Australian Mountain Bike - - Contents - WORDS AND PHO­TOS: MIKE BLEWITT

We’ve said it so many times – if you want to ride more con­fi­dently and com­fort­ably you have to pay at­ten­tion to your con­tact points! Whether that is good qual­ity shorts, new shoes and ped­als, the right tyres and pres­sure, or grips that aren’t flogged out, it all counts. Er­gon are quintessen­tially Ger­man. All of their prod­ucts are based on ex­ten­sive re­search, de­vel­op­ment, lab tests and real-world test­ing. Across their prod­uct range of sad­dles, grips, seat­posts and ac­ces­sories they have won over 15 de­sign awards, amongst ac­co­lades from other ind­sutry plat­forms.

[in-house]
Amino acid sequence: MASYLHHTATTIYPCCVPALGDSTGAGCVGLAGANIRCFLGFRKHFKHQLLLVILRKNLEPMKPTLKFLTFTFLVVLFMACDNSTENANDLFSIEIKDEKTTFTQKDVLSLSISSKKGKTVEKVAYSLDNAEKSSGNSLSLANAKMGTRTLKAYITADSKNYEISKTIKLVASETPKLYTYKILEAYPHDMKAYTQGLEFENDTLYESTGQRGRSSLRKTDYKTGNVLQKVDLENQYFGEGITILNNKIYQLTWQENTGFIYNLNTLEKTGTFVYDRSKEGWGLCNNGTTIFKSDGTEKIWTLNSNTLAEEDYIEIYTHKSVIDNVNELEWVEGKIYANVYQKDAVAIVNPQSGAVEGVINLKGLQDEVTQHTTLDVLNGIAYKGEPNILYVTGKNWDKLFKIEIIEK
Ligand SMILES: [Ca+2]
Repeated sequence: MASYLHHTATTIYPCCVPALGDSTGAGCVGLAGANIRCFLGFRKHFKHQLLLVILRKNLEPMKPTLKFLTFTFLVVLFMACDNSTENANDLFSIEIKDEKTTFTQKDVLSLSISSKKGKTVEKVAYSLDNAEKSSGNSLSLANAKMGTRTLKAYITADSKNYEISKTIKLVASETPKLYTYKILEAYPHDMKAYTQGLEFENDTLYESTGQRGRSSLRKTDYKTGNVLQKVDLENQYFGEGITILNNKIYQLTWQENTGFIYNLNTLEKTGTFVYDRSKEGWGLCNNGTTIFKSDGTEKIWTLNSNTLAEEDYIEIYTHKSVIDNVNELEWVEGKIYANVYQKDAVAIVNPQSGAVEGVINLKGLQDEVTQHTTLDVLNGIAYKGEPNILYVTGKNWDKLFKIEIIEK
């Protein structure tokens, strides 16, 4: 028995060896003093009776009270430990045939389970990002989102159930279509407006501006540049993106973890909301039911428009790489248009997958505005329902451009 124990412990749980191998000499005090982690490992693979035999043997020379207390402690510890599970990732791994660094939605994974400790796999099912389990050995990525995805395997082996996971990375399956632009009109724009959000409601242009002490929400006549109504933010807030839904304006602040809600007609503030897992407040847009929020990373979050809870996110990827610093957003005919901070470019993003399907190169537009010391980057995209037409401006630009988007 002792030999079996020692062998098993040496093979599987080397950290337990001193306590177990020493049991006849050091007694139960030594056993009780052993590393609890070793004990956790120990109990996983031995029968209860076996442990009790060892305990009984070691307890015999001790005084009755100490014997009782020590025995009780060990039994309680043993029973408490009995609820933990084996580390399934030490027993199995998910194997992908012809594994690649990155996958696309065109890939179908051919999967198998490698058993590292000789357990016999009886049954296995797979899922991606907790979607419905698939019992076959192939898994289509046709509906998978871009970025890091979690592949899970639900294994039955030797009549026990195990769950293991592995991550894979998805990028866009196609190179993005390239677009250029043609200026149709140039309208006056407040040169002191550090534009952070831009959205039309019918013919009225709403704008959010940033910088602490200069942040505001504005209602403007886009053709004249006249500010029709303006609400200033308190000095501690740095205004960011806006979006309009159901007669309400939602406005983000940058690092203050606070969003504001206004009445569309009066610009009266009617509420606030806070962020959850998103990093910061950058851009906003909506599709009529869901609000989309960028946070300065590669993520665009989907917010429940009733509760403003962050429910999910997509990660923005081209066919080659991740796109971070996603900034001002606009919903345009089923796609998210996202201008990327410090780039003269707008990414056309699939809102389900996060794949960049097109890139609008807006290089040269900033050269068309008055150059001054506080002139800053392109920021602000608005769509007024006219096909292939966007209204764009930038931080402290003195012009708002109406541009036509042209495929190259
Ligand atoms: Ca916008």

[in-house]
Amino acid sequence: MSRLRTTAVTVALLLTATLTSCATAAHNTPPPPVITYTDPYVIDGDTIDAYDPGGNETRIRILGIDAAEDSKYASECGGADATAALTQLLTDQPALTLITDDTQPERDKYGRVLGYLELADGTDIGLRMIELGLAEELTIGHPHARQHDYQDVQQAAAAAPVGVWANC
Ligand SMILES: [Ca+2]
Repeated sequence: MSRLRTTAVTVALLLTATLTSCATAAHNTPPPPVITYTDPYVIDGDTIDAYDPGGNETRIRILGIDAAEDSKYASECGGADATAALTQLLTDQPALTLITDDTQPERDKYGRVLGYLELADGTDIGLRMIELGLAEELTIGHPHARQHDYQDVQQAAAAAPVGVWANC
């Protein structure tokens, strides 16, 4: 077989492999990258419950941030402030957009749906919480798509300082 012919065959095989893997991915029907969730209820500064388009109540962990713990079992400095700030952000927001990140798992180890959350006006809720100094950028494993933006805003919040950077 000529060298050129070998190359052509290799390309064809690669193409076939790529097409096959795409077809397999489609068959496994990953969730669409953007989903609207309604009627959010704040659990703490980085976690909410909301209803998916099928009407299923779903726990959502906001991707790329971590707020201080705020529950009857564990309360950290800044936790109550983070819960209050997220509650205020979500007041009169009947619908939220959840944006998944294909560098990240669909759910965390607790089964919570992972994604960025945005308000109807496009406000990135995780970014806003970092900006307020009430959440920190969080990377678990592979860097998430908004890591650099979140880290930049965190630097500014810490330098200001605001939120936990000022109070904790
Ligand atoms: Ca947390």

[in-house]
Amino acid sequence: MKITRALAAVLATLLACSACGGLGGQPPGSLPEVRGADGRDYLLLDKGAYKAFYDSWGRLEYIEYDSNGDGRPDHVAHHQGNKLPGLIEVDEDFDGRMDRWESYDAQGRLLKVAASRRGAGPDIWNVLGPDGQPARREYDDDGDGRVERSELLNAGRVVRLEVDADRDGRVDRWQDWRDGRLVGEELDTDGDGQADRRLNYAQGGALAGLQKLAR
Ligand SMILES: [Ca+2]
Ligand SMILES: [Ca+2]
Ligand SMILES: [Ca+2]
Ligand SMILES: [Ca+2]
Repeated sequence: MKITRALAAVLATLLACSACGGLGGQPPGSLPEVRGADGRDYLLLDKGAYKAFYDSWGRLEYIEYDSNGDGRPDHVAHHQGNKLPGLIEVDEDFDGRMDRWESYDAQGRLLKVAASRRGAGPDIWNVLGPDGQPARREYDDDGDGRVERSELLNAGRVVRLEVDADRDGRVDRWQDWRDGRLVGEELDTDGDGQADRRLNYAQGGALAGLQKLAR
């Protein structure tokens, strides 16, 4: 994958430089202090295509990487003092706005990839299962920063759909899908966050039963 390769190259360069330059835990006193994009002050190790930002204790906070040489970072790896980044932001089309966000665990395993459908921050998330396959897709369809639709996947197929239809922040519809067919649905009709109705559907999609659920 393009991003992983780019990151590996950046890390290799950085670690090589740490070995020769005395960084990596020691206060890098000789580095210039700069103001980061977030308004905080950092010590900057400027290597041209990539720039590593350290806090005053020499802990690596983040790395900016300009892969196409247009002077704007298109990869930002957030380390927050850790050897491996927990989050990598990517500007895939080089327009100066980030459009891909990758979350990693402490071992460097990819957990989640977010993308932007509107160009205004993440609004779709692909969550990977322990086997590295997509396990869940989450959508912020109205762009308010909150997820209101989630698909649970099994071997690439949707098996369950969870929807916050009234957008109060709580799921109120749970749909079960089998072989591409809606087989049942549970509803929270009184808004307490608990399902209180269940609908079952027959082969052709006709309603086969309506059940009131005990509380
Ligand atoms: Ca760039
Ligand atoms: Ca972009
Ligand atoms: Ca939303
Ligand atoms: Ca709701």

With a broad range of prod­ucts, I used an on­line sad­dle se­lec­tor tool to nar­row down what might suit my trail bike. The stock sad­dle didn’t re­ally cut it and I ended up look­ing at the SMA3 Comp in small, and the SME3 Comp medium. Visu­ally there isn’t a huge dif­fer­ence save for a slight dif­fer­ence in the pres­sure re­lief chan­nel. But on the bike it was quite no­tice­able. The SMA3 Comp has de­signed to be a flat sad­dle, so one you can move along eas­ily to find the right po­si­tion. Push­ing back, or slid­ing for­ward, so I’m sit­ting in the right spot is the norm for me, and com­pared to the stock sad­dle I re­placed the SMA3 de­liv­ered on shape. The pad­ding feels firm un­til you’re sit­ting on it, the depth is re­ally good in the back and a long day in the sad­dle was com­fort­able. The rounded shoul­ders re­ally helped for get­ting off the back of the seat and the nose was free from snag­ging. Some flat sad­dles have a pro­nounced nose that can snag your shorts way too eas­ily when rid­ing of­froad, and that’s never good. The SME3 Comp is a lit­tle dif­fer­ent. It’s been de­signed for en­duro rac­ing, and shares many sim­i­lar­i­ties with the SMA3 Comp. But on the sad­dle the sub­tle dif­fer­ences are no­tice­able. While it still has a flat shape and the same AirCell foam pad­ding (mean­ing both sad­dles are un­der 250g), the shell is a slightly dif­fer­ent pro­file. The de­sign is there so it flexes a lit­tle when ped­alling, but I think the best way to trans­late this is at it lets you push back into the sad­dle if ped­alling hard when seated, and you have more sup­port. So there’s no part of the sad­dle that kicks up in the back to catch when slid­ing off the back, but if you’re seated on a climb work­ing against a time cut off, you can re­ally find a sta­ble po­si­tion. In­ter­est­ingly, that po­si­tion is a lit­tle more for­ward than it looks for the sad­dle place­ment, which works with slacker bikes where seat an­gles are be­ing in­creased to keep you over the front when climb­ing. It’s savvy de­sign that would be easy to miss, but it works. Both sad­dles look sim­ple, and that’s in­tel­li­gent de­sign. Er­gon state that the SMA3 suits trail and all-moun­tain rid­ing while the SME3 suits en­duro rac­ing – and I would agree. The SME3 is a re­ally good shape but how it pro­motes a for­ward po­si­tion when seated might throw out your fit on a fast trail bike or for a bike you ex­pect to spend a long time in the sad­dle on. But I had zero com­plaints on com­fort or qual­ity on both.